How can CISOs make sense of Cyber Red Team results?

Red teams are frequently used to assess a company’s cybersecurity posture and detect potential flaws. While their work is intended to assist CISOs in making better judgments about how to safeguard their enterprises, the results might be difficult to interpret. This blog post will look at some of the difficulties that red team evaluations can present, as well as some recommendations on how to get the most out of them.

Metric 1: Access to and effects on Key Cyber Terrain

This is the most obvious metric: could the Red Team compromise critical ICT systems?

Less obvious are the effects:

  • Did they have the ability to delete data?
  • Did they have the ability to read confidential information?
  • How much business disruption could they have caused?
  • If a real threat actor had been on the network instead of the Red Team, what other impacts could they have caused?

Metric 2: Movement Restriction

Limiting a red team’s freedom of movement can have a substantial impact on their ability to execute an attack. You can make it more difficult for them to achieve their task by restricting their access to certain sections of the network or blocking specific communication channels.

We recommend that you observe and measure how well your defences prevented the Red Team from operating within your networks.

Metric 3: Escalation of Privileges

A threat can elevate privileges on individual systems through a variety of methods, including exploiting vulnerabilities, guessing passwords, or by installing malicious software. If a threat can access sensitive data or systems on a single machine, it may be able to use that information to gain access to other systems on the network. However, most threats are not able to gain domain-wide access, and must instead rely on compromised machines or user credentials to move laterally within the network.

One of the most critical insight to evaluate when analyzing the success of a Red Team engagement is whether they needed to increase privileges to complete their tasks. If you answered no, it’s possible that security controls are so flaky or non-existent that a standard user account can wreck havoc on the network.

Here are some key questions to drive your analysis:

  • Did the Red Team need domain administrator privileges?
  • Did the Red Team need to compromise multiple user accounts or was a single one sufficient?
  • How many machines did the Red Team need to obtain local administrator privileges on to achieve its goals?

Metric 4: Incident Detection, Response and Recovery

This is generally the most sensitive metric: how quickly did the defenders identify the attacks and how well did they respond?

As a CISO, you’re likely to witness your employees react defensively when their performance is evaluated, and you may feel upset if the Red Team uncovers significant gaps in skills and procedures. This is where things start to get real: have you improved defences to the point where the organization you guard could withstand a major cyber event?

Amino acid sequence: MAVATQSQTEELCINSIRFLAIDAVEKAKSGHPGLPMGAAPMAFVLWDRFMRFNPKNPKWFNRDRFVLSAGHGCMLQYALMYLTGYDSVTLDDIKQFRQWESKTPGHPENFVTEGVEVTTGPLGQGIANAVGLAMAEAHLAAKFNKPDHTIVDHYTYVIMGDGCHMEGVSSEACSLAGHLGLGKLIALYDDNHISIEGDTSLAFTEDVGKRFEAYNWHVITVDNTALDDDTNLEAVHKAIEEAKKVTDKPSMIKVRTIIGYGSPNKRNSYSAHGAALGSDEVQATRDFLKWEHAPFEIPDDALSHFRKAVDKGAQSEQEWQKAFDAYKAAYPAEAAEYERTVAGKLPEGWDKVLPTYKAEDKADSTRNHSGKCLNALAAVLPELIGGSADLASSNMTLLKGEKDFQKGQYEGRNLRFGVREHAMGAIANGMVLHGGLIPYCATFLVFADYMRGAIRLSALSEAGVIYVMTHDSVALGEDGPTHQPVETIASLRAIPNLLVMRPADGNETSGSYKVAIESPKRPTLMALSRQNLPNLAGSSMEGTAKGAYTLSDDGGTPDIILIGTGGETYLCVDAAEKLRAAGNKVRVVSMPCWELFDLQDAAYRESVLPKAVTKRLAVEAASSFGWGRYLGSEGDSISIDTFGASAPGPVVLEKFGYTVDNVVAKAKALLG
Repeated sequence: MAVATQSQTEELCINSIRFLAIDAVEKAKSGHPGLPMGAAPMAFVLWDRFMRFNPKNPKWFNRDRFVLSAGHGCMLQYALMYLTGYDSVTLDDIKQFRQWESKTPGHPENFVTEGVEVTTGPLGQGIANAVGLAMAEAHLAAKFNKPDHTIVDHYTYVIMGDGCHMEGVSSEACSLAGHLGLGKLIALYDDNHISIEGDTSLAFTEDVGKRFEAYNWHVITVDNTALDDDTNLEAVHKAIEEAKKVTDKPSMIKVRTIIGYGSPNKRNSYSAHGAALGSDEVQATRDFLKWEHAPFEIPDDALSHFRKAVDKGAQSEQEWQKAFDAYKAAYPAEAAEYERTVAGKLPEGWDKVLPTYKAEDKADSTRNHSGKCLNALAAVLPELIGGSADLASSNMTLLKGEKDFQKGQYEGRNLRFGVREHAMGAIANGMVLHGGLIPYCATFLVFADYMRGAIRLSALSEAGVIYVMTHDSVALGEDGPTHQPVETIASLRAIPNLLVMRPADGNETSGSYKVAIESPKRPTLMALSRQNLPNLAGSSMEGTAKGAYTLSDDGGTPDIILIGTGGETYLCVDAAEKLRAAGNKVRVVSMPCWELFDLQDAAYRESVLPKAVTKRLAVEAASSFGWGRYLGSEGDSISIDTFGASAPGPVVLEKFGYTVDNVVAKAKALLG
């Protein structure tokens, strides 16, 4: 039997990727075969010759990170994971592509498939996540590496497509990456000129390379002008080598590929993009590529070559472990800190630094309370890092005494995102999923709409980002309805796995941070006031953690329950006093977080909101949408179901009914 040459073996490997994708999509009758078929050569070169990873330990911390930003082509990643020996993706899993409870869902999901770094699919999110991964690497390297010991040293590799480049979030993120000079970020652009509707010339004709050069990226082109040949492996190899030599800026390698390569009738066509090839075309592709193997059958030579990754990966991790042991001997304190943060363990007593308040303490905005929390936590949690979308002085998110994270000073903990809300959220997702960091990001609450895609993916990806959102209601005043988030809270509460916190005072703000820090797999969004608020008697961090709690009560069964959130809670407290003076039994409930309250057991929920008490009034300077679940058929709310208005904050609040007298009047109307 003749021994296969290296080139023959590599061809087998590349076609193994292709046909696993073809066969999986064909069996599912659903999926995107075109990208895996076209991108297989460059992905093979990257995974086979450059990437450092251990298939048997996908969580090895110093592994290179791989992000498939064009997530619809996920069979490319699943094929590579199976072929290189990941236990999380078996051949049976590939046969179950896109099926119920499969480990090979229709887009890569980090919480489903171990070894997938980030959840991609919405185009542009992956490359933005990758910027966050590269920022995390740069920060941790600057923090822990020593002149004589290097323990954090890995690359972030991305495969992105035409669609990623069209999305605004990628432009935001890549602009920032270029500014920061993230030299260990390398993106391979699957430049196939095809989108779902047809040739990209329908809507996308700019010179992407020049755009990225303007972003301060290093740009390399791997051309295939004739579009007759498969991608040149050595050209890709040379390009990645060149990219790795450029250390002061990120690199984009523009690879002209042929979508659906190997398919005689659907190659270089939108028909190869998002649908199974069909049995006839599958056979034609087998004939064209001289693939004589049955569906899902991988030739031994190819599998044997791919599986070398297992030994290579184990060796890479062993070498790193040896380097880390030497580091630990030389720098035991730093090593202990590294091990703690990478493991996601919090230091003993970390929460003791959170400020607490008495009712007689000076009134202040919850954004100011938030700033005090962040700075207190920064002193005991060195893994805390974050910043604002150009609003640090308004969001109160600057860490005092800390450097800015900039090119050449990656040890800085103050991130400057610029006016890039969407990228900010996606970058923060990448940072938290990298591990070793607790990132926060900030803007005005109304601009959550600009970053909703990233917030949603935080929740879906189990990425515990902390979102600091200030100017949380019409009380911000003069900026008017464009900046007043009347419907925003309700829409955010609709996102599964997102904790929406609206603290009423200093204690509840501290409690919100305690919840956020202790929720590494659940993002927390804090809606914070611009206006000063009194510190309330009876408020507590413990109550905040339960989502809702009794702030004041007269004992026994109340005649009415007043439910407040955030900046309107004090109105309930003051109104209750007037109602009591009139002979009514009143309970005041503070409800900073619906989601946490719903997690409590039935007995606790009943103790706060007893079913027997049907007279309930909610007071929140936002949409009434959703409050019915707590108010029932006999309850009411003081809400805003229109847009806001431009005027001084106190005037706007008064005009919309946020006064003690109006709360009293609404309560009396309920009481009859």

• How long did the Red Team go undetected?
  • Could the Red Team still achieve its goals despite being detected?
  • How far must a real threat actor go to get detected by the Blue Team?
  • Could the Blue Team remove the Red Team from the network?
  • Could the Blue Team prevent or deter the Red Team from attacking again?
  • How well did the Blue Team follow their incident response procedures?
  • If the Red Team launched a second attack campaign with the knowledge their obtained from the first one, how prepared is now the Blue Team?

Metric 5: Goals Achieved

Last but not least, we should assess if the Red Team met the objectives set forth and agreed upon before to the start of the exercise. We can readily evaluate whether defences are functioning or need further effort by summarizing the results into a series of yes/no replies against a set of goals.

Final Words

In our experience, it takes 3-5 Red Team exercises for organizations to see significant gains. Cybersecurity is extremely challenging, and considerable investments are required before tangible cyber defence results are achieved.

As a CISO, this can be extremely frustrating because you will almost certainly receive negative reports and results for the next few years. Some of the expectations you’ve set with your direct reports and the board may be contradicted by these reports. As a result, it’s critical to foresee this problem and handle this communication from the start.

One of the best ways to do this is to request Red Team exercises as a means of validating your performance, rather than having such a test sprung on you by another group inside the organization. You’ll come across as a person who is serious about getting cybersecurity right if you appear proactive and open to contradiction. You should also highlight that cybersecurity is a shared duty, and that other IT executives are accountable for following your recommendations, policies, and procedures. As a result, the Red Team is testing not only the Blue Team, but also the organization as a whole.

Looking to expand your knowledge of red teaming? Check out our online course, MRT - Certified Red Teamer. In this course, you’ll learn about the different aspects of red teaming and how to put them into practice.